Thanks to the introduction of the PITCHF/x system in 2007, we now have access to highly accurate pitch location data for millions of pitches thrown in Major League Baseball. And that data has made it clear that the strike zone called against left-handed batters is simply not in the same location as the strike zone called against right-handed batters.

As John Walsh first showed back in 2007 (and others have since confirmed), the called strike zone against left-handed hitters extends from the inside corner to an area roughly equal to five inches off the outer half of the plate. You can see a visual representation of where the edge of the strike zone is by rule book definition, and where it is by where 50 percent of pitches are called balls and 50% are called strikes in this image below.

The rulebook definition of the strike zone references the 17-inch width of home plate, and the diameter of a baseball is about three inches, so realistically, the outer edge of the rulebook strike zone should be roughly 11.5 inches from the center of the plate; 8.5 inches for the outer half of the plate, and three inches for the diameter of the ball, allowing an umpire to call a pitch a strike if any part of the ball goes over any part of the plate. In other words, from the middle of the plate away, batters should be expected to cover an area of just under one foot.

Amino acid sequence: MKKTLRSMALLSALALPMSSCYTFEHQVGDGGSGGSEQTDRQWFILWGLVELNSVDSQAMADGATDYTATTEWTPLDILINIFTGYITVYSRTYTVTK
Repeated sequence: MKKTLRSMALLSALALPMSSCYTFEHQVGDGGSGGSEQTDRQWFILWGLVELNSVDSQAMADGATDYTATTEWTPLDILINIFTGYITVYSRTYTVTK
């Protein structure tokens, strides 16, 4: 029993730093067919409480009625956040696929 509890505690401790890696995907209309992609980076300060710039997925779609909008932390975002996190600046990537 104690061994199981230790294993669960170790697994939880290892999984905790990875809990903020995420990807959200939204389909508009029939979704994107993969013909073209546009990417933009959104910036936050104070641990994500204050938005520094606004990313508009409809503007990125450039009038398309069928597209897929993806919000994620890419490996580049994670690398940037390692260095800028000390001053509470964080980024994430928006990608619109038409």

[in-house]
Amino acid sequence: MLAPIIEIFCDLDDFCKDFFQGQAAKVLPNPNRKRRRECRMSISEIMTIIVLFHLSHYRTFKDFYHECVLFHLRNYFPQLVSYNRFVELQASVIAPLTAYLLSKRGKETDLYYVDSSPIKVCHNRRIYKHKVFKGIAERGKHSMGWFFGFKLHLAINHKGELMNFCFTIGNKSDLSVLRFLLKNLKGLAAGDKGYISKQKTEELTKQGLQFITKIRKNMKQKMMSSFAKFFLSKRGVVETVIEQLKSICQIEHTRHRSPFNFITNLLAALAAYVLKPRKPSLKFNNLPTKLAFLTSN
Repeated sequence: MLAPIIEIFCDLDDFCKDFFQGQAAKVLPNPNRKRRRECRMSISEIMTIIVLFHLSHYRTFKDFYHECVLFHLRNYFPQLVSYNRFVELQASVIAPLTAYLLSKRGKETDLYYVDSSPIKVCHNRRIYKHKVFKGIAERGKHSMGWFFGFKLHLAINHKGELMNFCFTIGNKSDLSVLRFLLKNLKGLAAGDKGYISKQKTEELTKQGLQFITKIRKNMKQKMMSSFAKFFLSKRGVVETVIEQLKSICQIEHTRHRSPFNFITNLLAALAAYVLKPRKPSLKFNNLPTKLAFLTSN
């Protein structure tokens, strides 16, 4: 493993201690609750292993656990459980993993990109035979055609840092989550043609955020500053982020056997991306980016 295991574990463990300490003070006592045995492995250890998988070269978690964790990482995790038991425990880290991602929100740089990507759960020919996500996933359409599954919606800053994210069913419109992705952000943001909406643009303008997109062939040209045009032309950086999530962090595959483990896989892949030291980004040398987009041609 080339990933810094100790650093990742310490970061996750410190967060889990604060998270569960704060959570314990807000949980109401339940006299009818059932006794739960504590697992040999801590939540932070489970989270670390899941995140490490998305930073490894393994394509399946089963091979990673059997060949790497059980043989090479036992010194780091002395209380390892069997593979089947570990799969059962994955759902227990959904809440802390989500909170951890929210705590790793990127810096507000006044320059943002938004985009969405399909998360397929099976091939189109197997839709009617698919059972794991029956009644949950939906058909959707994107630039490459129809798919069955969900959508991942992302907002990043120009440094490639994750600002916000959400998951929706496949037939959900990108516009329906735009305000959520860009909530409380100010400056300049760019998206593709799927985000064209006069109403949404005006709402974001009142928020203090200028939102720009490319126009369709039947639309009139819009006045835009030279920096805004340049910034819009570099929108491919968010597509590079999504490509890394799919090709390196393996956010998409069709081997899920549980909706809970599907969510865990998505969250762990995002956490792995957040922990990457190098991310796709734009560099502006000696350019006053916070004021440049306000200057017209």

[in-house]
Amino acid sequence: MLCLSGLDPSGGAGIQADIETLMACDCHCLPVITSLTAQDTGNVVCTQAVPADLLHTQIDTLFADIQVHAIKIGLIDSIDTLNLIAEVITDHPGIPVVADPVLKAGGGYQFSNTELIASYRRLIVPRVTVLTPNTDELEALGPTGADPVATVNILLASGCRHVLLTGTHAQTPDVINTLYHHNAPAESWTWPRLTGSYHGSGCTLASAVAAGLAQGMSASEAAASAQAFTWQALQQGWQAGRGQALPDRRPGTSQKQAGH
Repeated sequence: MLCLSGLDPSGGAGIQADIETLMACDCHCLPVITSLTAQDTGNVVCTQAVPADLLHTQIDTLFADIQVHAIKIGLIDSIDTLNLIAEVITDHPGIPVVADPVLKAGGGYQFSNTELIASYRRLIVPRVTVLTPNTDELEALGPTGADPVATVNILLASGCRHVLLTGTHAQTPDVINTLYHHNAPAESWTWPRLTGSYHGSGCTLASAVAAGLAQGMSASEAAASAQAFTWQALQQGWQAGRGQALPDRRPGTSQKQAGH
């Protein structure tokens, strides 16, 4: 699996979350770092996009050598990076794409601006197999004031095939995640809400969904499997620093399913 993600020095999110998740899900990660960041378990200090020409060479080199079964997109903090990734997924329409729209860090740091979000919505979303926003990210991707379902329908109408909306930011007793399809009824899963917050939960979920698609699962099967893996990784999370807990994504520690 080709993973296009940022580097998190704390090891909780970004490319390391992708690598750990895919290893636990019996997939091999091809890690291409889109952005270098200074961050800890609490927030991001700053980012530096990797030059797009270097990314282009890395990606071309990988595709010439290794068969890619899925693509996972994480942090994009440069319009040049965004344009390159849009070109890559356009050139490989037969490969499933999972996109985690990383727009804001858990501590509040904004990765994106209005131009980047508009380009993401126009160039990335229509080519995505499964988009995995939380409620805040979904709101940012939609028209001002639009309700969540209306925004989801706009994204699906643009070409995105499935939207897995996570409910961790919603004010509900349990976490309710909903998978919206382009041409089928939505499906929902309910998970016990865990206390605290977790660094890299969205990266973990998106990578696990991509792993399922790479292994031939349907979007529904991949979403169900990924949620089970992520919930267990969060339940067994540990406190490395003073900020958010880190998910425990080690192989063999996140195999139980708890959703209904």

In reality, the actual called strike zone against left-handed hitters extends to about 14.5 inches off the center of the plate, as Walsh’s image shows. In follow-up work, Jon Rogele calculated the percentage of called balls and called strikes in the area covering 2.5 inches off the outside corner against both right-handers and left-handers. For your convenience, I’m going to borrow his relevant table.

Pitches in a range of up to 2.5 inches off the plate were called strikes more than 55% of the time against left-handed hitters, but just 20 percent of the time against right-handed hitters. Do umpires just have a deep-seated hatred of all things lefty? No, it’s mostly a function of where they stand. In that 2011 article, Mike Fast — who is now in the employ of the Houston Astros — tracked the head position of the home plate umpire based on the handedness of the batter.